“Remember those orphans in your neighbourhood”
Brethren! He was an eight year old young boy. He was found inside the mosque. Seated beside him was his younger sister. With palms opened up to the heavens, the young boy and girl were muttering silent supplications to the Almighty. They were calling on Him, the Almighty. Somehow they were certain that nobody else could be called besides Him. The boy and girl were well apprised with the fact that it is He who hears the silent supplications of the ant in darkness that could intervene and change their hopeless circumstance for the better.
Soon an old who had been watching them decided to talk to them. He, therefore, moved closer to the spot where the boy and his sister were huddled together. At a time bearded men were uncertain of where their Lord is and how they might reach out to him, the boy and the girl caught a picture of an image in deep spirituality. When he got to them, he contemplated the boy and girl. The boy looked emaciated. His shirt bore testimony to the good old days; days when children had parents who cared and catered to their needs and comforts. But to wear old patched clothes does not mean they should be dirty. Thus even in his state of deprivation, the boy’s shirt was very clean. It was as if he was aware that it is only the clean who could talk to and talk with the Clean, the Almighty.
Meanwhile, the boy and girl were not aware that they had invited the attention and interest of the man. This is because they were fully engrossed in their supplications. It was as if they knew that in the presence of the Almighty, the heart of the servant must not be absent. It was as if they knew that the moment the worshipper raises up his hands and proclaims
“Allah is the Greatest”, every other thing in the world becomes inconsequential. Soon he began to weep. Tears fed by fear, hope and feeling of nothingness in the presence of the Creator filled his eyes. Then the man went to him and asked him as gently as possible thus: “what is it that you are asking from the Almighty?’ The young boy looked the strange man straight in the eyes and said: ‘My father is no more. I’m praying to the Almighty to grant him paradise. My mother has not stopped crying since. I am asking the Almighty to give her patience and fortitude.” But the young boy was not done yet. He continued: “My sister always cries for clothes, I want money for her.’
Then the man asked ‘Do you go to school?’ The boy replied: ‘Yes’ ‘what class you are you now?’ The boy said: ‘I don’t go there to study, my mother makes boiled chickpeas. I go to that school to sell the chickpeas for her. Many school kids buy from me. That is how we survive.’ At this point, the man could not bear it any longer. He too started to wipe tears from his eyes. Every single word being uttered by the little boy had started to pierce his heart. Then he asked the boy again: “Don’t you have any relatives? The boy responded saying: “My mother has told us that the poor have no relatives. My mother always speaks the truth. But sometimes whenever she serves us food and whenever we ask her to eat with us, she would say she had finished her meal. At that time I can see that she is not speaking the truth.”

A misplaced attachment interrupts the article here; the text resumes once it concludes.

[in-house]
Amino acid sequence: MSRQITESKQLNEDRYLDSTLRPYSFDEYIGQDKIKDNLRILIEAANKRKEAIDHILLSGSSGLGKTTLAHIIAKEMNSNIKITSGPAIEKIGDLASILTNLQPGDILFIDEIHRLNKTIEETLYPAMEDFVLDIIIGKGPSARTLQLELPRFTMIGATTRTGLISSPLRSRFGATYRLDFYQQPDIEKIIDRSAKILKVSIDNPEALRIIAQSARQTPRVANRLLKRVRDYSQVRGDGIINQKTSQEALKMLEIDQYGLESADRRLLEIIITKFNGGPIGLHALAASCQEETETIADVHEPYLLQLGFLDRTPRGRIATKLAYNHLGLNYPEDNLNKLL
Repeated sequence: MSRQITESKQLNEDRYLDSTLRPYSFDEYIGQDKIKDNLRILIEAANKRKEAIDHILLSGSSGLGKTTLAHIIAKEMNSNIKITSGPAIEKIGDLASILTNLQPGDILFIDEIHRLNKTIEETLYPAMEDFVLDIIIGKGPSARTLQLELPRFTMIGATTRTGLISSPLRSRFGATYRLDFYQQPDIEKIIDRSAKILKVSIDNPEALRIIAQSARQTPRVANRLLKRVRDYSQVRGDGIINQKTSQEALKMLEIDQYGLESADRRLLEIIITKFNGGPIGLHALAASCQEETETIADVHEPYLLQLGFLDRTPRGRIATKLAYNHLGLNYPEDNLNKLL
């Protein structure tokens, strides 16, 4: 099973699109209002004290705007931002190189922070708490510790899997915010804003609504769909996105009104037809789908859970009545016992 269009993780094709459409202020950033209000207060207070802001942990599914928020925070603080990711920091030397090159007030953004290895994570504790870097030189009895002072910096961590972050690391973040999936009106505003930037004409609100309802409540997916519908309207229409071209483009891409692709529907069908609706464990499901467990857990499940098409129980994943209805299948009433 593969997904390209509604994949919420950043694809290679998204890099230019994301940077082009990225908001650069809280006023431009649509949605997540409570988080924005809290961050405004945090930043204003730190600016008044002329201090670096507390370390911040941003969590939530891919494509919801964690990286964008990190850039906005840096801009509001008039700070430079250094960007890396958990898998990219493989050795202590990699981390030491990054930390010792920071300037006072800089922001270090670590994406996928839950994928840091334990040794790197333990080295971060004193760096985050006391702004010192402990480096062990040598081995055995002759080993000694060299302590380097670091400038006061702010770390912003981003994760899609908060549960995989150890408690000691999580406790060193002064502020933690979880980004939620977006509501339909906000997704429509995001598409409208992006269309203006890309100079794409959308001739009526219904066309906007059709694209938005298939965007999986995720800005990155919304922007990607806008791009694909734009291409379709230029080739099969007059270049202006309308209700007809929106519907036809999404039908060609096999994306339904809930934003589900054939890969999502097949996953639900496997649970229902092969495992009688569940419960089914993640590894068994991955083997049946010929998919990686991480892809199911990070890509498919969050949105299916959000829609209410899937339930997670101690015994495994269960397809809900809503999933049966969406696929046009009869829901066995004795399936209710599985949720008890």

The encounter between the young boy and the man soon reached its climax when he asked the former: “If someone takes care of your school fees, will you study?’ The boy’s response read: ‘Never. Educated people hate the poor. None of the literates here have bothered to talk to us or tried to help us. All these people knew my father when he was alive. But now they do not want to know us anymore”. To drive his point home, the boy added: “Uncle when your father dies, every single person whom you know becomes a stranger.”
When I chanced upon the above story, I remembered my story and the stories of many orphans and orphanated subjects all around our cities, our mosques. Children who are orphanated by chance, never by choice; children who became orphans simply because they have absent fathers and mothers; children who are orphanated by government; children who are orphanated by their societies, our societies. Ask yourself this simple question: how many orphans like the hero of this story has met with your care, attention and compassion? Is it indeed true that the more educated we are the more we lose our humanity and spirituality? Remember, each breadth you take represents a decrease and increase: a decrease in the number of moments and seconds apportioned to you by your Creator and an extra opportunity given to you by Him perchance you would ‘invest’ in what would last and outlast you not in the ephemeralities and nothingness of this earthly pleasures and deceits.
Afis Ayinde Oladosu is a Professor of Middle Eastern, North African and Cultural Studies, and Dean, Faculty of Arts, University of Ibadan.
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